An automatic process that is simple, low-cost, and popular way to brew coffee. The coffee maker will pump water to the coffee grounds, filters into the coffee pot, and keeps it hot.
Pros: Easy setup, control the number of cups, control brew strength, auto program to run when needed, keeps the pot of coffee warm, great for beginners, lots of options depending on the machine.
Cons: Not ideal for small brews, paper filters strain out most of the oils that can affect the flavor, longer the coffee sits on the warmer the more it can affect its taste.
Bean Grind: Medium
Well-filtered coffee that brings out the unique flavor of your coffee beans. The paper filter removes the natural oils producing a slightly less rich flavor. Get the pour-over coffee flavor and texture but produce more than one cup at a time.
Pros: Clean tasting coffee, control the number of cups, fast brew time, elegant design.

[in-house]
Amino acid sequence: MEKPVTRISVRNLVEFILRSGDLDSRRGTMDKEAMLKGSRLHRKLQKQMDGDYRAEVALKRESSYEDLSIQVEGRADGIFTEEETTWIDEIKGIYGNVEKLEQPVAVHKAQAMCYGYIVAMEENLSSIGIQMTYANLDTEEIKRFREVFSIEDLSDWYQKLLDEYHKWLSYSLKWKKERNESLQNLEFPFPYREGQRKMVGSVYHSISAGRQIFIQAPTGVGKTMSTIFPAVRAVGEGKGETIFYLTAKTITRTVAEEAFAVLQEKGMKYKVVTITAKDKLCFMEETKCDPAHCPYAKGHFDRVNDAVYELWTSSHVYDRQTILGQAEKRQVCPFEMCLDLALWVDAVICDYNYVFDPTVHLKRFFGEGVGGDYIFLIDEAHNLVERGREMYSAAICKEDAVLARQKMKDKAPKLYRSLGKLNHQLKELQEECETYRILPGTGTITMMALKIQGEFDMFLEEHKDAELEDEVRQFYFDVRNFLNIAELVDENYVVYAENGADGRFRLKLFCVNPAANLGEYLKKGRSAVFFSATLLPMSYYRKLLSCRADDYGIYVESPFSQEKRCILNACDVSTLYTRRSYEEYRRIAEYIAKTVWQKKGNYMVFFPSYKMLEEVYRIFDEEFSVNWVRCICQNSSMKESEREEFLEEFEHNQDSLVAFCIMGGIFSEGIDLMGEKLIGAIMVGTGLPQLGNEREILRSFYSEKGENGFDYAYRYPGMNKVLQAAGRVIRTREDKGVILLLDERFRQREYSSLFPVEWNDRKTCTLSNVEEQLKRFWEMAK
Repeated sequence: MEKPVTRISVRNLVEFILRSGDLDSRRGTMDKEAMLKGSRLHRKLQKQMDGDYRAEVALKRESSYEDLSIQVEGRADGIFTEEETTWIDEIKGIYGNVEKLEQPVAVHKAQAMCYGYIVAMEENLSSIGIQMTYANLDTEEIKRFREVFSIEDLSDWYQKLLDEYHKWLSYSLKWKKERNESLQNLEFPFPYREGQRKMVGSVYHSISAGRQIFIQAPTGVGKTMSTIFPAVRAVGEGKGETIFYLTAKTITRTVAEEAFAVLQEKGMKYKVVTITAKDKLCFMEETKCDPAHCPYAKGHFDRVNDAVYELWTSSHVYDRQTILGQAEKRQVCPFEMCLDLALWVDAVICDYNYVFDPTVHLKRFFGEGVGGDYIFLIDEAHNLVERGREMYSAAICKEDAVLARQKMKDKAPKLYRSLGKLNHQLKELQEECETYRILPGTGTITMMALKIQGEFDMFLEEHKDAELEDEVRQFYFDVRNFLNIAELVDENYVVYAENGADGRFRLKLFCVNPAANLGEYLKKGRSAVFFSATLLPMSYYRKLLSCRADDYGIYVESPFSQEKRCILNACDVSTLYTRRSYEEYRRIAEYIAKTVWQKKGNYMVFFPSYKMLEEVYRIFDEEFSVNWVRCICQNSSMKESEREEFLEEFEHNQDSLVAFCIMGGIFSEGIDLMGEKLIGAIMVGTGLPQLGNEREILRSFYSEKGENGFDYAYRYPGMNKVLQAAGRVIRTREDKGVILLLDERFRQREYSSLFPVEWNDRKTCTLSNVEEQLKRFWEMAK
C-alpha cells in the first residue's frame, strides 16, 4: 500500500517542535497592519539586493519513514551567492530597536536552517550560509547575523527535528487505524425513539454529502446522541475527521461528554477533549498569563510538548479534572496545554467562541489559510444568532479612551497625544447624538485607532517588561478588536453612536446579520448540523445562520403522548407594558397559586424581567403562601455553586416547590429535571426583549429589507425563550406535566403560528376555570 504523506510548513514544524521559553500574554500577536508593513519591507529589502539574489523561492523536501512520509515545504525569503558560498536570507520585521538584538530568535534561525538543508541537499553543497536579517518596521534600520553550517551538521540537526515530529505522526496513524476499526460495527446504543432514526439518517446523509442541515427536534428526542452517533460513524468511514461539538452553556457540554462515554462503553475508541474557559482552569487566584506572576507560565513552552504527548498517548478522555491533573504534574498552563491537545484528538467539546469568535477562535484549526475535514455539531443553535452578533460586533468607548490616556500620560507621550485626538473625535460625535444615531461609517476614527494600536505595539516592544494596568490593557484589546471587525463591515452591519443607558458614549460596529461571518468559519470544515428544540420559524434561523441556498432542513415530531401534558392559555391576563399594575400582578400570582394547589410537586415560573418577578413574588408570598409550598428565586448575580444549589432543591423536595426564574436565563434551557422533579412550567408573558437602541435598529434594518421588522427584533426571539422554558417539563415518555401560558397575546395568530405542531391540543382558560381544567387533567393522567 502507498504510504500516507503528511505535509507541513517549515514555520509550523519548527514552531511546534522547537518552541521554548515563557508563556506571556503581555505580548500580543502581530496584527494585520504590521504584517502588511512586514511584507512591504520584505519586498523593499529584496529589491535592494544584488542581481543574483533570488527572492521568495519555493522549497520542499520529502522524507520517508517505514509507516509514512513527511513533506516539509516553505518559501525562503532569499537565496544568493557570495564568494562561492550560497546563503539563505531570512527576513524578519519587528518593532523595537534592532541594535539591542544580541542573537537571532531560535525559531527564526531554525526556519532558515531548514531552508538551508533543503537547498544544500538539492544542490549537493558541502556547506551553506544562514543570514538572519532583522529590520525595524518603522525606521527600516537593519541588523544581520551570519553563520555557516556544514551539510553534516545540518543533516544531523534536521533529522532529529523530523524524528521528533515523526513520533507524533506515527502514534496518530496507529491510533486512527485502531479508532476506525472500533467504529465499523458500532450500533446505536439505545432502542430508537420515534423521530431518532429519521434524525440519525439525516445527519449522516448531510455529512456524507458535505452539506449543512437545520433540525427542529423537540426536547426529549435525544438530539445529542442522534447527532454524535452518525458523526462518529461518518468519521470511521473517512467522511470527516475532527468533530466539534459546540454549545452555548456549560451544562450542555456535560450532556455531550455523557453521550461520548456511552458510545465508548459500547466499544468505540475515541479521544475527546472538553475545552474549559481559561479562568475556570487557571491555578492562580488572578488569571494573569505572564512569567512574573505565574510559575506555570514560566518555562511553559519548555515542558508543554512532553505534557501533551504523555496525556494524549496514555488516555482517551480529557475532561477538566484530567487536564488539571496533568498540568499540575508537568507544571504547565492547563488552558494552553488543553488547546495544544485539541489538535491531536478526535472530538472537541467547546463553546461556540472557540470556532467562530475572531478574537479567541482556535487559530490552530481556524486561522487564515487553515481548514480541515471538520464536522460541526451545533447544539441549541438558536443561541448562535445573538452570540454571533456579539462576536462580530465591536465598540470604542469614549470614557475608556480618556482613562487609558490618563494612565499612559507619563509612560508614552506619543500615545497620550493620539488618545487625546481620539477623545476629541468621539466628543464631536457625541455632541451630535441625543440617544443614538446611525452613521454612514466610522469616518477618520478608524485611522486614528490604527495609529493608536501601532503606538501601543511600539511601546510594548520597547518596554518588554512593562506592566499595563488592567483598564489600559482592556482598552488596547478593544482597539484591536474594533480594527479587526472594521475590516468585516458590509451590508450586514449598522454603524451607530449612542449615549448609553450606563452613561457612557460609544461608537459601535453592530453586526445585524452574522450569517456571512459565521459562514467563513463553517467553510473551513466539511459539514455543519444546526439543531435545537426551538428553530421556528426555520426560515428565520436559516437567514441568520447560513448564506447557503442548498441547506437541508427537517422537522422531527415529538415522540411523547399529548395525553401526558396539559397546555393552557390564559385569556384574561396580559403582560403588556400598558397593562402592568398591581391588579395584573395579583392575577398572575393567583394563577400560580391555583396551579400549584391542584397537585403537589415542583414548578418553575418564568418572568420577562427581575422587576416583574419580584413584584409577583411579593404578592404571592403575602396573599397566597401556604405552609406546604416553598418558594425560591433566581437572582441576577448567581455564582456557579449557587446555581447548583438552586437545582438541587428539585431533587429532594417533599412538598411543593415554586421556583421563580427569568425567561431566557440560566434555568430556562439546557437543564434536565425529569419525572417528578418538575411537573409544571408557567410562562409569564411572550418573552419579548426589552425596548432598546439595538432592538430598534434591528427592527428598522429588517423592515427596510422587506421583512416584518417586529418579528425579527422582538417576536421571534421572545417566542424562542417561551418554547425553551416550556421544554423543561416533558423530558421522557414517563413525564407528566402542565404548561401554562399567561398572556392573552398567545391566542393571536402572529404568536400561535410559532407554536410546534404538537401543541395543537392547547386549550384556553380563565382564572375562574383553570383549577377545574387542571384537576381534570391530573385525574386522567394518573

Cons: Learning curve, filters are usually more expensive, cleaning, pretty durable.
Bean Grind: Medium Coarse
A decades-old brewing method that creates a fresh and rich flavor for a strong cup of coffee. Brew directly into your coffee cup by pouring boiling water on top of the grounds in a paper filter.
Pros: Easy to make one cup, rich flavor, low cost, quick brew time.
Cons: Preparation time, requires practice, human error, paper filter consumption.
Bean Grind: Medium Fine
One of the more familiar methods of brewing and has been around for hundreds of years. Stovetop and Electric models work by moving boiling water through coarse coffee grounds. Brewing takes up to 10 minutes, depending on how strong you like your coffee.
Pros: High temperatures brings a depth of flavors, easy to keep clean, retains heat, easy to brew.
Cons: Learning curve, consistency of coffee, risk of bitter coffee, can be messy.
Bean Grind: Coarse